@HeadleyLamar Your first and biggest mistake was not bothering to learn what a charter school is before you began bashing them. You conflate every aspect of every school that isn't a traditional public school with every other one, sprinkle in some cherry-picked data, and declare these "charter schools" bad.

Hedley_Lammar
Hedley_Lammar

@Kyle_Wingfield Exactly


For every study you can show me that they outperform TPS I can show you one that says they don't


And 2009 isn't ancient history.


. Even the 2013 study which you like to cite while suppressing the other one could hardly be taken as a ringing endorsement. 


Given the pitfalls we know exist concerning Charter Schools ( Loos of control of curriculum, McSchools etc ) it hardly seems worth it.  Of course we are assured that would never happen here in Georgia. 


No way they would teach creationism etc..Not a chance.



Finn-McCool
Finn-McCool

Rutabagas get no love. Cut into cubes, rub with olive oil, and broil them till tender. Also, try parsnips this way.

Don't Tread
Don't Tread

Liberals are always screaming and hollering about how unevenly the pie is divided...until they have the majority share that gets redivided to other people.  Then it's a horrible idea.

MANGLER
MANGLER

Still seems like if you take the money already allocated for rutabagas bought from Publix that is in the neighborhood and give it to a parent and let them go shop at another store, say Whole Foods across town, that money won't cover as much as it did.  It's not like private schools cost less than public schools.  Parents weren't shopping at Publix and now they switched to Aldi.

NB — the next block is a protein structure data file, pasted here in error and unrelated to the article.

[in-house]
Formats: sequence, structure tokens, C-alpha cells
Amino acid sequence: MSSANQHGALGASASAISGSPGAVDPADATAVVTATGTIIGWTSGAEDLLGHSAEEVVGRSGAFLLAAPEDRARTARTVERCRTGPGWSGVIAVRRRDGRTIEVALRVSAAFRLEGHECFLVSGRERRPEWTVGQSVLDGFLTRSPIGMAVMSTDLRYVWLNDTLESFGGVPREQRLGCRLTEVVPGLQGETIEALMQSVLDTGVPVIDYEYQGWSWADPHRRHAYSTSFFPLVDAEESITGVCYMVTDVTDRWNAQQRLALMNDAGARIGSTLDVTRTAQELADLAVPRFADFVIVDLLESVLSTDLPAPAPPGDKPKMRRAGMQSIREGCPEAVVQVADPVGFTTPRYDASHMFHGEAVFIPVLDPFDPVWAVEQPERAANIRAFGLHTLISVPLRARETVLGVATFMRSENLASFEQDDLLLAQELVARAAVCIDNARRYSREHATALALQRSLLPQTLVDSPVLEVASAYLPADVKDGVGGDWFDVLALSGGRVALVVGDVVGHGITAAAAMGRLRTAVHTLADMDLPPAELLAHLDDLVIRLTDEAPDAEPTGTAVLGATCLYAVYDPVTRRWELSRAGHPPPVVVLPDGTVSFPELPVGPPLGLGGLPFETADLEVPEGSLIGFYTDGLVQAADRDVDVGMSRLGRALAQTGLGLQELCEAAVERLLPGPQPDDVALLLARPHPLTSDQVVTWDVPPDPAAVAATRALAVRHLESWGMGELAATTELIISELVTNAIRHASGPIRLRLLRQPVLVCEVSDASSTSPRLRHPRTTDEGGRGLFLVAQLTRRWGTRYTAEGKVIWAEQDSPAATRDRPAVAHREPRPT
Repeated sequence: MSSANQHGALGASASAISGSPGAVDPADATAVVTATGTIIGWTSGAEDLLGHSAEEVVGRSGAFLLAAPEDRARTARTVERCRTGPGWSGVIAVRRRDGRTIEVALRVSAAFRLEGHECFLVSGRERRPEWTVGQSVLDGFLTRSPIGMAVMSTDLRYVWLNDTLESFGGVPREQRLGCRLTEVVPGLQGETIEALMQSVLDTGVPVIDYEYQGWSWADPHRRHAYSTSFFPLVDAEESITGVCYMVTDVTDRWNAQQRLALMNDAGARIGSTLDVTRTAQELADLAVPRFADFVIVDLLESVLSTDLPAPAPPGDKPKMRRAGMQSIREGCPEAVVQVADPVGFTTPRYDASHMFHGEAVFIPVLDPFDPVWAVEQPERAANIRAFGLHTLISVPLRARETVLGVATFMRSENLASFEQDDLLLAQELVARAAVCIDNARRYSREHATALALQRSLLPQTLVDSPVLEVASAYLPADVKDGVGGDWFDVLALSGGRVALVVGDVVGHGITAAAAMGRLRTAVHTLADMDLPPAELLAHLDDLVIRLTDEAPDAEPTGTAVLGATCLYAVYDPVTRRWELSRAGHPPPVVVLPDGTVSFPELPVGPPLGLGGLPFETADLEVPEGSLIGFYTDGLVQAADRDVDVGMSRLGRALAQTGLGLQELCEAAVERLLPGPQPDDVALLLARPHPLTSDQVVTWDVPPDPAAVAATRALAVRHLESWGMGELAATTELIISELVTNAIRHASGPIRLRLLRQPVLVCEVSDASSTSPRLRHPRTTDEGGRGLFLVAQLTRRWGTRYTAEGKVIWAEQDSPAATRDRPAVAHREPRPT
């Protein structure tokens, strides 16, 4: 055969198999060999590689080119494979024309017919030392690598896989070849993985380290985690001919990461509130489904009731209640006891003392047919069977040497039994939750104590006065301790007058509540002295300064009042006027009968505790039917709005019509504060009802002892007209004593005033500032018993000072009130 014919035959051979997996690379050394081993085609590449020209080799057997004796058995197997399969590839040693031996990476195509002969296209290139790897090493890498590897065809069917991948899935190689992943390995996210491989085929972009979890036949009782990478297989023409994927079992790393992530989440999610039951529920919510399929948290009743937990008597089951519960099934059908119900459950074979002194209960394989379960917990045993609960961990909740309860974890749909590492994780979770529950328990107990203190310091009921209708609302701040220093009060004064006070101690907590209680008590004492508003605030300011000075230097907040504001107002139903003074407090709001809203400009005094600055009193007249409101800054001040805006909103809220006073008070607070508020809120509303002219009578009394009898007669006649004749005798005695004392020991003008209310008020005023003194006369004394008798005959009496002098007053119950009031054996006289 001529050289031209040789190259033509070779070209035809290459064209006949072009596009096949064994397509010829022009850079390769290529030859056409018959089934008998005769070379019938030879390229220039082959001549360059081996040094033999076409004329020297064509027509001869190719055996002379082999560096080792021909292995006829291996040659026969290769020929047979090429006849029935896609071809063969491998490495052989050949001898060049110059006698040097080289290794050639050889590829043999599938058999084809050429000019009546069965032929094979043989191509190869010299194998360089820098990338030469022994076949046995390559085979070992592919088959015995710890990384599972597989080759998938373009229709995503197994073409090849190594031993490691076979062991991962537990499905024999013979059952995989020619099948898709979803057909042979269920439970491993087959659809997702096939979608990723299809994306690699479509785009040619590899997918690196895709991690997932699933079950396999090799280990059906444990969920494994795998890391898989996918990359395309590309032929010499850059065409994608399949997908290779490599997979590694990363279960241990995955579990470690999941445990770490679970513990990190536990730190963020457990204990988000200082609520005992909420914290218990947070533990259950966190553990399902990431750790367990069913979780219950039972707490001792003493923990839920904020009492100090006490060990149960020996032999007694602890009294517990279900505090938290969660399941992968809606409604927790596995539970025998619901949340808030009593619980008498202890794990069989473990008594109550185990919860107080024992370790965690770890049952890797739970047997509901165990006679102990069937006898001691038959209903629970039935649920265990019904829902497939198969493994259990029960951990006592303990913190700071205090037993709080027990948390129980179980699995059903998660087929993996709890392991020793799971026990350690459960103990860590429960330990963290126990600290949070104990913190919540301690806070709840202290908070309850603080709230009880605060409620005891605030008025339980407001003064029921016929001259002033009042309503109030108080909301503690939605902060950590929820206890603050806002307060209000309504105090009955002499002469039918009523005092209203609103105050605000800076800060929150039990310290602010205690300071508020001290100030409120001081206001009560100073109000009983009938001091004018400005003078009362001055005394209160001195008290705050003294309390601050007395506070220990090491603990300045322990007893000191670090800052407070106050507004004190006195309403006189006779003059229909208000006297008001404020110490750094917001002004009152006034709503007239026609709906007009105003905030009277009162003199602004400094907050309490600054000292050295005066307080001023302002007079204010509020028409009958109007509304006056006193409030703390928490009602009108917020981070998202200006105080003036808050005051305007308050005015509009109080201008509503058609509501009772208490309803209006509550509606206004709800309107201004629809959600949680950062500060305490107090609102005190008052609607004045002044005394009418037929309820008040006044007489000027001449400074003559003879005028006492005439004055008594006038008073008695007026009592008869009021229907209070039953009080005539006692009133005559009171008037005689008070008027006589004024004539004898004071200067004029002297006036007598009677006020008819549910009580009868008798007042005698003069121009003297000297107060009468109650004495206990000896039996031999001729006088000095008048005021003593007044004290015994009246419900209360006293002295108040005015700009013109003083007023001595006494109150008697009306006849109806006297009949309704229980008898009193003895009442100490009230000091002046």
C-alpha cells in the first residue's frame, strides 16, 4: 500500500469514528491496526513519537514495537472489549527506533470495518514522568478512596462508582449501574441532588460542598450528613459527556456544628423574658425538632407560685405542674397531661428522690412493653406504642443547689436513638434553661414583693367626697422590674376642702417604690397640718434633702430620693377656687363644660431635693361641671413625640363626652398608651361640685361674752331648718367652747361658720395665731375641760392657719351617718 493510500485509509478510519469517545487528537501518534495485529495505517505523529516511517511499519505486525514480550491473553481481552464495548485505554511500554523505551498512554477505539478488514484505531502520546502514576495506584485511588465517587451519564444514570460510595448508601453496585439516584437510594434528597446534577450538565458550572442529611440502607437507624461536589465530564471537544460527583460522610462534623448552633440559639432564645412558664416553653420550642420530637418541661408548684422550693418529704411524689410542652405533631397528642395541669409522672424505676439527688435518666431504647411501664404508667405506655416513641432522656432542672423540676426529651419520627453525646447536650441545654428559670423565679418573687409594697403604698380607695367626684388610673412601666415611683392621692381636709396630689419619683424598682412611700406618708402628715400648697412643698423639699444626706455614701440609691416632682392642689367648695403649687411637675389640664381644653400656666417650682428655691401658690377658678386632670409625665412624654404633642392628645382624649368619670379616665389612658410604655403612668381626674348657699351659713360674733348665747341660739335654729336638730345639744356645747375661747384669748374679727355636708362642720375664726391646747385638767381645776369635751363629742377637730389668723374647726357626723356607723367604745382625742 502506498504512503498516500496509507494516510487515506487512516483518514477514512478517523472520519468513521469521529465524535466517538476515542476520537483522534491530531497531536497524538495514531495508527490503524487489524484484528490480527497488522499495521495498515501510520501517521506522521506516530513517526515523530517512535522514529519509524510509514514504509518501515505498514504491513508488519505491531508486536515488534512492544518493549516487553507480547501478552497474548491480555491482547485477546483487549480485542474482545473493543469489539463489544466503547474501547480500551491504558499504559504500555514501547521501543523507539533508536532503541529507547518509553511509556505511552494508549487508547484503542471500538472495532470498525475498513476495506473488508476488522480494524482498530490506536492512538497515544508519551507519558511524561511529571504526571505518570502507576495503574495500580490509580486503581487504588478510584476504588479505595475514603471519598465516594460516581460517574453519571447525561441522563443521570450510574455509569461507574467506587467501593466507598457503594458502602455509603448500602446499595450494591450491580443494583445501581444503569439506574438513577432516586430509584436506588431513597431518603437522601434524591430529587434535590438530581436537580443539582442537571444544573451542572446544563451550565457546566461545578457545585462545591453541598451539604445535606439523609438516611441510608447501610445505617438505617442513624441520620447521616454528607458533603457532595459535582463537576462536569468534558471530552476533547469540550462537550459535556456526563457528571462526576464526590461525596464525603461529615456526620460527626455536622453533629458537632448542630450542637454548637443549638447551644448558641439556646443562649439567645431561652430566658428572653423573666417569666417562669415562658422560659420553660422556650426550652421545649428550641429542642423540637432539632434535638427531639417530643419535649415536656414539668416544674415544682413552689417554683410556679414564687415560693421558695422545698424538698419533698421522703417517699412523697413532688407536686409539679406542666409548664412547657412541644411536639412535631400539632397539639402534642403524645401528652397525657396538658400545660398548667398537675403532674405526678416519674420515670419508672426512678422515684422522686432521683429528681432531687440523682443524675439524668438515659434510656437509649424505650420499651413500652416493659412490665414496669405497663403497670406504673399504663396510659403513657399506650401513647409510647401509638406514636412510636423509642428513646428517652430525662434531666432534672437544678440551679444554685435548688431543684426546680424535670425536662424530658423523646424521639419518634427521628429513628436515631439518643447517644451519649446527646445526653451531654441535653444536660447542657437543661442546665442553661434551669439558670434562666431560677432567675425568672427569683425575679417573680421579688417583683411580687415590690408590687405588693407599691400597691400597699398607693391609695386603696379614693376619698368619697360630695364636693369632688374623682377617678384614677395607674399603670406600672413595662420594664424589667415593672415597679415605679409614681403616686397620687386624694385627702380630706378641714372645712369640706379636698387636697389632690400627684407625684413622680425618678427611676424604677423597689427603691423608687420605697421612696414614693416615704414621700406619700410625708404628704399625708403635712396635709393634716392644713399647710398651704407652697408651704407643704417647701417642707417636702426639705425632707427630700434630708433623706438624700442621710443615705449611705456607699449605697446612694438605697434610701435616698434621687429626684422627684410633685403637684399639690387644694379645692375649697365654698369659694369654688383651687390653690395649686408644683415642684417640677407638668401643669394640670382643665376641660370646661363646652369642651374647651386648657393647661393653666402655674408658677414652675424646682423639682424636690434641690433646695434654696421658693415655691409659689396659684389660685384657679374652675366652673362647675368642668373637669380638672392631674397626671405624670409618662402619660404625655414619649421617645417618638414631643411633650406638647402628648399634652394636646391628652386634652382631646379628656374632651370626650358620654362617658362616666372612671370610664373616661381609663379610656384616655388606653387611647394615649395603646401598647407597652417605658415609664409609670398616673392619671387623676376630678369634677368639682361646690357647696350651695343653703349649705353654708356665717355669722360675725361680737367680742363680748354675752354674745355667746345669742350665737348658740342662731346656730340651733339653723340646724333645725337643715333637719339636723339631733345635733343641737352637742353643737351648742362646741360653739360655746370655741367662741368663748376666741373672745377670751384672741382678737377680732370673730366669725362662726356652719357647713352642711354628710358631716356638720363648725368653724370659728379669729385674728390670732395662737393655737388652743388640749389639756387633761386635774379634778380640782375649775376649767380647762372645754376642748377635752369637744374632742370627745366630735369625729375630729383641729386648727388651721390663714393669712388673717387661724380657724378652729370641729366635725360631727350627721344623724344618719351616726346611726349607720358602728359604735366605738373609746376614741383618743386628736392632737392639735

That's not a problem for those who have more, but for those who have less, it can be. 


But if it could be proven that the student was actually going to attend their local public school and the parents decided to use tax and tuition credits for a private one instead, I guess that would be OK and balanced.  One less student enrolled so the school doesn't get that money.  Only, it's set up that we don't get to ask that kind of question.

FIGMO2
FIGMO2

I think our liberal educrats prefer turnips that fall off the truck. 

schnirt

MarkVV
MarkVV

@FIGMO2 

I think some conservatives prefer making inane remarks to anything to the point.

Visual_Cortex
Visual_Cortex

Strangely enough, just yesterday I procured, chopped and roasted a rutabaga. (In a pot, with a pork roast and several other root veggies.) I thought it delicious; my kid, not so much.

As to the analogy here, of course his was flawed, and maybe I ought to leave the analogies to the pros.

I'll just say that having the ability to re-direct tax dollars isn't one we typically enable the public to do for other government functions, so I'm not sure why private schools (and home-schoolers) in GA feel they need the heavy hand of government to enable it in this area.